Smoke and Health

MW: I think an important aspect that should inform our response to wildfires is having a better understanding of the broader health impacts. Have you been finding that the composition of particulate matter specific to wildfire smoke has particular effects on human health?

KN: Smoke, in general, has about 400 different chemicals in it. Smoke from trees is different from smoke that also engulfs houses—which means the smoke is not just organic material that got burnt, but also paint and toxic chemicals. That all goes up in the air, and it stays up in the air until there's rain, and then it goes in our water.

There’s no safe distance from smoke. Even if we're hundreds of miles away, the effect on human health is equivalent to smoking about 30 cigarettes a day. People in Boston got exposed to the wildfire smoke from California’s Paradise Camp Fire. And with the recent fire in Australia, the smoke that was obviously from Melbourne went around the globe, reaching Perth on the other side of the continent.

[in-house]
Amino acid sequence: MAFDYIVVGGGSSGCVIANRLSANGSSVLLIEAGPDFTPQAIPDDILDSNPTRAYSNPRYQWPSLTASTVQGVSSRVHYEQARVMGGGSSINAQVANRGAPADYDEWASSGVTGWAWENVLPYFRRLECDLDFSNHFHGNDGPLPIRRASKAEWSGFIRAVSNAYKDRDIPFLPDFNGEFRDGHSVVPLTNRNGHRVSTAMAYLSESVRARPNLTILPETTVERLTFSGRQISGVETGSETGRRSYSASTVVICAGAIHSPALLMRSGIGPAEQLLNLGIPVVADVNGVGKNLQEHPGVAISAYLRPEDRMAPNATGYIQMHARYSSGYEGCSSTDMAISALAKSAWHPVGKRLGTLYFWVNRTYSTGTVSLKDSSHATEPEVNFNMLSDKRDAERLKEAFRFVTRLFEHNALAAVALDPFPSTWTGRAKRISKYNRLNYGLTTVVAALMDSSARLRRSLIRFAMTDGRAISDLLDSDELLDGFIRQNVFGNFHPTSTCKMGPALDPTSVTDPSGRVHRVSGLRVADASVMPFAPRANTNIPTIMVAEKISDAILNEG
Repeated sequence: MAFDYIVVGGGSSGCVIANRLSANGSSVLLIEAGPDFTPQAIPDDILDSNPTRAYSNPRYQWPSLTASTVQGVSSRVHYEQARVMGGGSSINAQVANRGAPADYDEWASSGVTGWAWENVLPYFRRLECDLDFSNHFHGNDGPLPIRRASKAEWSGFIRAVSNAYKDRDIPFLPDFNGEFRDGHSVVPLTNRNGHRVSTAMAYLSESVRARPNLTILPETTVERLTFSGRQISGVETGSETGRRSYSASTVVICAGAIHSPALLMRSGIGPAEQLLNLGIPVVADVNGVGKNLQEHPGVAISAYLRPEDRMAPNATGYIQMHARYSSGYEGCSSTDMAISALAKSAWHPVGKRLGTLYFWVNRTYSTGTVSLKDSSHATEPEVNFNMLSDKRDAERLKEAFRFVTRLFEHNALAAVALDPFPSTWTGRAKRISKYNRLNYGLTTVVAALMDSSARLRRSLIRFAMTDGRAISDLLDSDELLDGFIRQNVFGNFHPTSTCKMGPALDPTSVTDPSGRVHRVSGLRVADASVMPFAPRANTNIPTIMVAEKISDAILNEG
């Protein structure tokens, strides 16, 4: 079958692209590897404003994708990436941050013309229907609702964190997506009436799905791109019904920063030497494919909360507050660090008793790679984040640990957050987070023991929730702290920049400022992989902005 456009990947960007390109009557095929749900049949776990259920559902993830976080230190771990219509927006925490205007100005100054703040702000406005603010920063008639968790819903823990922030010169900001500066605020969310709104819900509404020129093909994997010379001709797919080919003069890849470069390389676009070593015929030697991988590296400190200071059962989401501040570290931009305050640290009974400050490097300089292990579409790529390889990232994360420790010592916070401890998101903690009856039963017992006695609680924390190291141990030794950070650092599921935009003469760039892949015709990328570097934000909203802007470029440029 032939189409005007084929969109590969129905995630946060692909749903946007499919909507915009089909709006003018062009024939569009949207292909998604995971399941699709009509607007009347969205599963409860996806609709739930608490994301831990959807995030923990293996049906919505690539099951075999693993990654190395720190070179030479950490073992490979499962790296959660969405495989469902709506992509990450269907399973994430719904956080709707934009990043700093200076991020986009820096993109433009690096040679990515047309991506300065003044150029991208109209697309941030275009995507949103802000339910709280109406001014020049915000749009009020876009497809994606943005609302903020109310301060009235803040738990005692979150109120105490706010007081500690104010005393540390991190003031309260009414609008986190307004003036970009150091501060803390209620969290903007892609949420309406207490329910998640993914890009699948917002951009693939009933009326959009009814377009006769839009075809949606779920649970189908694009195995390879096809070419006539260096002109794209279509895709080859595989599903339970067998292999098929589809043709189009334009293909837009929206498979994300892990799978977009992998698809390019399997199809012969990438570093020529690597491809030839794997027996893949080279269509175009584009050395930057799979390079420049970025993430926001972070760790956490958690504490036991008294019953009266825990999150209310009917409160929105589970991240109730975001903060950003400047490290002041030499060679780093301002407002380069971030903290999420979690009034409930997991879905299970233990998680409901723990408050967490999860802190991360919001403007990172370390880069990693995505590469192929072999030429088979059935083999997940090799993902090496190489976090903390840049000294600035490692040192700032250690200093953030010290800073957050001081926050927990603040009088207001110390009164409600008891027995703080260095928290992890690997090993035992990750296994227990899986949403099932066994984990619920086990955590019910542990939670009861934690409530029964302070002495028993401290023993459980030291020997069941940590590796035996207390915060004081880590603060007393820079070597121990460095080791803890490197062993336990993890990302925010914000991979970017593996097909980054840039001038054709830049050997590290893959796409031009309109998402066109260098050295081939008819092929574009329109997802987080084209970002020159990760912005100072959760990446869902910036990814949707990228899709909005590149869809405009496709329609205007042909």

Smoke is not healthy, no matter what age you are, but it's especially not healthy in kids; it induces asthma. And in older adults, it induces stroke and heart attacks.

MW: Unfortunately, the outlook for smoke—especially in California in the long term—is poor. I went to graduate school in California, I was raised in Oregon, and I've also lived in Montana. These are wonderful places—or at least they have been for most of our lifetimes—but I'm particularly concerned about the very significant impact of wildfires on quality of life and health in these areas.

KN: And the science is so important. Right now, we have to go and publish data—rather than publish opinion—to be able to make change, so that our policy doesn’t cause unintended consequences. And we have to use empirical work and evidence-based work to help.

Prescribed Burns versus Wildfires

KN: I think the key is, how do we prevent wildfires by taking care of carbon emissions and greenhouse gases, so that we have less dry areas and less global climate change? Could forest management practices help?